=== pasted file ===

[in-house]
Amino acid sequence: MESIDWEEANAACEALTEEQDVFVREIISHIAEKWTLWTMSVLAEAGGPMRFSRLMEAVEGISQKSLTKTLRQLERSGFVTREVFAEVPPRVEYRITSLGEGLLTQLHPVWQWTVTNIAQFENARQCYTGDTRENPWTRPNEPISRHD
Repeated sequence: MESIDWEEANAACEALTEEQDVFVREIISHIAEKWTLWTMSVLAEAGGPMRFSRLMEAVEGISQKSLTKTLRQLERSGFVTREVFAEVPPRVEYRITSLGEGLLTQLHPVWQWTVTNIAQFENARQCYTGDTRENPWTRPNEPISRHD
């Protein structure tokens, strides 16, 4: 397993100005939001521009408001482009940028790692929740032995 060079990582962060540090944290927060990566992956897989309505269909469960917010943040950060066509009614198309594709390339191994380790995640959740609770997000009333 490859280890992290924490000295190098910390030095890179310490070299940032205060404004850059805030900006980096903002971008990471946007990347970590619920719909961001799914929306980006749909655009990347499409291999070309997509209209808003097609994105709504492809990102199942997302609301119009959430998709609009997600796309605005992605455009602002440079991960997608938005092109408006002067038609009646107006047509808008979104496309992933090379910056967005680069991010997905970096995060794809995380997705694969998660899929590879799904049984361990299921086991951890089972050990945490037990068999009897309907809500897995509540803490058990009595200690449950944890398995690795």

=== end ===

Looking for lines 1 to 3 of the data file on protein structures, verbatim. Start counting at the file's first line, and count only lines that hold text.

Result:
[in-house]
Amino acid sequence: MESIDWEEANAACEALTEEQDVFVREIISHIAEKWTLWTMSVLAEAGGPMRFSRLMEAVEGISQKSLTKTLRQLERSGFVTREVFAEVPPRVEYRITSLGEGLLTQLHPVWQWTVTNIAQFENARQCYTGDTRENPWTRPNEPISRHD
Repeated sequence: MESIDWEEANAACEALTEEQDVFVREIISHIAEKWTLWTMSVLAEAGGPMRFSRLMEAVEGISQKSLTKTLRQLERSGFVTREVFAEVPPRVEYRITSLGEGLLTQLHPVWQWTVTNIAQFENARQCYTGDTRENPWTRPNEPISRHD